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Tree of Heaven (Ailanthus altissima)

Tree of Heaven (Ailanthus altissima )

Ailanthus altissima Ailanthus altissima

Family: Simaroubaceae


A very fast-growing deciduous tree to about 20 m high, though usually smaller. Bark is smooth and grey. Leaves are very large (up to 1m long) and compound, with many leaflets in opposite pairs. There is a gland located on a small lobe near the base of each leaflet (see close-up photo). When crushed the leaves have an unpleasant smell a bit like peanut butter. New growth is red. Clusters of flowers occur at the branch tips. Each flower is small and white or greenish. Male flowers smell very unpleasant. The seeds are red, large and winged.

Preferred habitat and impacts:
Found in many situations, often around old farms, but the winged seeds can blow considerable distances and the tree can occur in relatively undisturbed bush.
Dense thickets can shade out and replace native vegetation. Bark and leaves are toxic to animals and can cause contact dermatitis in humans.

Winged seeds are spread by wind, but the main means of reproduction is by root suckers. One plant can rapidly become a large thicket. Dumped material may take root. Root fragments can be spread by machinery.

Two similar native trees are red cedar (Toona ciliata) and pencil cedar (Polyscias murrayi ). Both are rainforest trees, and red cedar does not naturally occur south of Milton, though it may be planted outside its natural range. Neither of these trees have the gland on the base of the leaflets, or the unpleasant smell to the crushed leaves. Pencil cedar holds its leaves in a more upright position, and is evergreen. Red cedar is deciduous.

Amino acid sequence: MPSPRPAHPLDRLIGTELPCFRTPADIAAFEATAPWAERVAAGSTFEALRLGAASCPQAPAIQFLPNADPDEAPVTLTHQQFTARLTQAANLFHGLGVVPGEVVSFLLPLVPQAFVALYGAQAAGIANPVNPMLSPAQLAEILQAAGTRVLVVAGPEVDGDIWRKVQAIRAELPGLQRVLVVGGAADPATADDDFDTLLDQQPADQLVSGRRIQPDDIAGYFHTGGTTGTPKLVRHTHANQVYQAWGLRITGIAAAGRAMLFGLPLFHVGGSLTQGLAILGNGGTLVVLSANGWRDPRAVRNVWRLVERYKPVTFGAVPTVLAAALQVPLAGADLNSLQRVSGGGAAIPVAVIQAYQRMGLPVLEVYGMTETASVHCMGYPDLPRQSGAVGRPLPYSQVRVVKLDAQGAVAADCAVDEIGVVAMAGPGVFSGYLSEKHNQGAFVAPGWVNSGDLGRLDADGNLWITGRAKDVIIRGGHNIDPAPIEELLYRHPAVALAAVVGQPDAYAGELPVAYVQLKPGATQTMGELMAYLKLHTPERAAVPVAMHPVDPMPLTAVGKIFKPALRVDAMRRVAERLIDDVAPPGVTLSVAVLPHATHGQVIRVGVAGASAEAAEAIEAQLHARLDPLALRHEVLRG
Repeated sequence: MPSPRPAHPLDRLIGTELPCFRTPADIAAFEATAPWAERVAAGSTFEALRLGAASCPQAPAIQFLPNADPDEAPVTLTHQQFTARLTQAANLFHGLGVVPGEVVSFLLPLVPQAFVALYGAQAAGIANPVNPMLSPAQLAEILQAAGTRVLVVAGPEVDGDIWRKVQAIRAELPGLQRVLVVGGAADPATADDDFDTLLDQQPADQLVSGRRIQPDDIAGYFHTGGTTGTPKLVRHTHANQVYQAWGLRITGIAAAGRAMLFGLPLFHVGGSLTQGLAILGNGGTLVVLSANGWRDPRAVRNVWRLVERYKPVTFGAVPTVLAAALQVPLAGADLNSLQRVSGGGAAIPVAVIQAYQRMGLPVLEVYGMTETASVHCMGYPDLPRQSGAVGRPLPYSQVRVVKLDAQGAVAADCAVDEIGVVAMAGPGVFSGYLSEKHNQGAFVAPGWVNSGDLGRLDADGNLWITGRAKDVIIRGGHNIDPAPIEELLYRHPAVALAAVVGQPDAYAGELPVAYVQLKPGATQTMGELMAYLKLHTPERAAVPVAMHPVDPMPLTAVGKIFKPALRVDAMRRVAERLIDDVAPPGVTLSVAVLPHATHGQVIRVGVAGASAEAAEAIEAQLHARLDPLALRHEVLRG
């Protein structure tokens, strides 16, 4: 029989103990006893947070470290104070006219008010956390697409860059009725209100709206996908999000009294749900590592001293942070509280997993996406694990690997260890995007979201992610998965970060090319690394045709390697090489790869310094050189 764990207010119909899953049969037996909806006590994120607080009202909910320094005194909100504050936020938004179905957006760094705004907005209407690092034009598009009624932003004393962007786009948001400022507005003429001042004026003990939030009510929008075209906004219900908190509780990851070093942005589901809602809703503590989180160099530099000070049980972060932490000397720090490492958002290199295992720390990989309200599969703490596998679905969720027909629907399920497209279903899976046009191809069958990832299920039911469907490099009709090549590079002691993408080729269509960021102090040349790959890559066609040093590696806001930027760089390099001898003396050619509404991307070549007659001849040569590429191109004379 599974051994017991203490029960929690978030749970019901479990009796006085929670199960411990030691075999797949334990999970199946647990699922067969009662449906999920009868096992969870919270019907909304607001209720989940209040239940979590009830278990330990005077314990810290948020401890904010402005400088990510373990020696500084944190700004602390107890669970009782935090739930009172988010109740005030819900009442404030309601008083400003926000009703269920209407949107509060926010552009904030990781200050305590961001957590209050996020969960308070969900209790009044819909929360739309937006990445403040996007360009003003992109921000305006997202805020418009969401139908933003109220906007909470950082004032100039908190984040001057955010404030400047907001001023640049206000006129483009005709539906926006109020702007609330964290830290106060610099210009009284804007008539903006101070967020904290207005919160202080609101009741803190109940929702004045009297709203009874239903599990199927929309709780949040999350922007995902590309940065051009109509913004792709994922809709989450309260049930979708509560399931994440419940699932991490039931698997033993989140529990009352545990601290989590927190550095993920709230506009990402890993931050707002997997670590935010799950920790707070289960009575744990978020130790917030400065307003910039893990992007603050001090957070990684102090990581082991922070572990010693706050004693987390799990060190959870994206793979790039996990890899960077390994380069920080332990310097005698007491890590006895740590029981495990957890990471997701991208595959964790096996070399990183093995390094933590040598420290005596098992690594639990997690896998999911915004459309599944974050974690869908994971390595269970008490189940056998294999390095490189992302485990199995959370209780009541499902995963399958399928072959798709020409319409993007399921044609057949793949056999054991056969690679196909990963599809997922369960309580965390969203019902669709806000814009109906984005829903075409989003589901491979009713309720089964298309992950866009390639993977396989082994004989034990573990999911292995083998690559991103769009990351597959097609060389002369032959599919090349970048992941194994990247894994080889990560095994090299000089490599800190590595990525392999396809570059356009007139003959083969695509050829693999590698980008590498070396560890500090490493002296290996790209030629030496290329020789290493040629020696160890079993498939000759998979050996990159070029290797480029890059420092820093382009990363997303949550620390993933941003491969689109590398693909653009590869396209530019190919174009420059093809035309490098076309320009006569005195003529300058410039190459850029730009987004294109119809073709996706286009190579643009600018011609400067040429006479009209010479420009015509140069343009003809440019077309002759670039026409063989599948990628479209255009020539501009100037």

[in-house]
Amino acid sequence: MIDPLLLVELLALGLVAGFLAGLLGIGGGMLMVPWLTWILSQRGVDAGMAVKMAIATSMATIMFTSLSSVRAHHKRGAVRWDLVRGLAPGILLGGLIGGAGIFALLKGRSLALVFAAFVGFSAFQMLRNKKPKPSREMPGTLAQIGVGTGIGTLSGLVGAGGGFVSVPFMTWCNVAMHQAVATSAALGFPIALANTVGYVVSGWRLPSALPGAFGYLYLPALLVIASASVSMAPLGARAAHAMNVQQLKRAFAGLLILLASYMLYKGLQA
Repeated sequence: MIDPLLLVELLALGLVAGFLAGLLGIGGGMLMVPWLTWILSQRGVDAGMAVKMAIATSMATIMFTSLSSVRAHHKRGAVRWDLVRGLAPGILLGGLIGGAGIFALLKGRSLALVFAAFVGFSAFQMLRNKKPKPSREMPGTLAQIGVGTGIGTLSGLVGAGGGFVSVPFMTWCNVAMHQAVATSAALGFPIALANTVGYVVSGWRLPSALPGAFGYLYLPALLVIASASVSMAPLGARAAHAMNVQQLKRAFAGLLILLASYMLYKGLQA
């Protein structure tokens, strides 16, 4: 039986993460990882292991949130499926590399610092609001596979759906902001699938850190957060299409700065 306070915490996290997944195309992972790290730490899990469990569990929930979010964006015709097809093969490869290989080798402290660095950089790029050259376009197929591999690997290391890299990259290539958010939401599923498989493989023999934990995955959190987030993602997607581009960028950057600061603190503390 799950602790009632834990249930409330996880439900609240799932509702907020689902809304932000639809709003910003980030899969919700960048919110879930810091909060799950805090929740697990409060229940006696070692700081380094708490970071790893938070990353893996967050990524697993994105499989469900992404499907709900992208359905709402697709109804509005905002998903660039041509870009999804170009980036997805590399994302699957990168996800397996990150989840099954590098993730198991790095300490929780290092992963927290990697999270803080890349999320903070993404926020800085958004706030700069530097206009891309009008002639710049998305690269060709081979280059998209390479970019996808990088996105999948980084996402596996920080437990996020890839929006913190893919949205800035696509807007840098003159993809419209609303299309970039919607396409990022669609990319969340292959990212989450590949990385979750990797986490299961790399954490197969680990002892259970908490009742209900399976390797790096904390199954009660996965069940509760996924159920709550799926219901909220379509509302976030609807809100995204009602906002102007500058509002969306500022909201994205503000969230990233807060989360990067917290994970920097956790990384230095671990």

The noxious weed rhus (
Toxicodendron succedaneum) is a similar but smaller tree, with smaller compound leaves which do not have a gland on each leaflet. It is very toxic, especially to susceptible individuals.

Polyscias murrayii Polyscias murrayi pencil cedar Toxicodendron succedaneum Toxicodendron succedaneum Toxicodendron succedaneum

Very young plants can be dug out while they are still small. Larger plants will sucker from the roots when the main plant is cut down or poisoned, and may continue to do so for some years. Repeat treatment is necessary.
Cut and paint, stem injection, basal bark treatment in younger plants, or spray foliage for small plants.
Do not cut trees down without applying herbicide to the stump or massive suckering will result. Ploughing, or slashing of small plants, will have the same effect.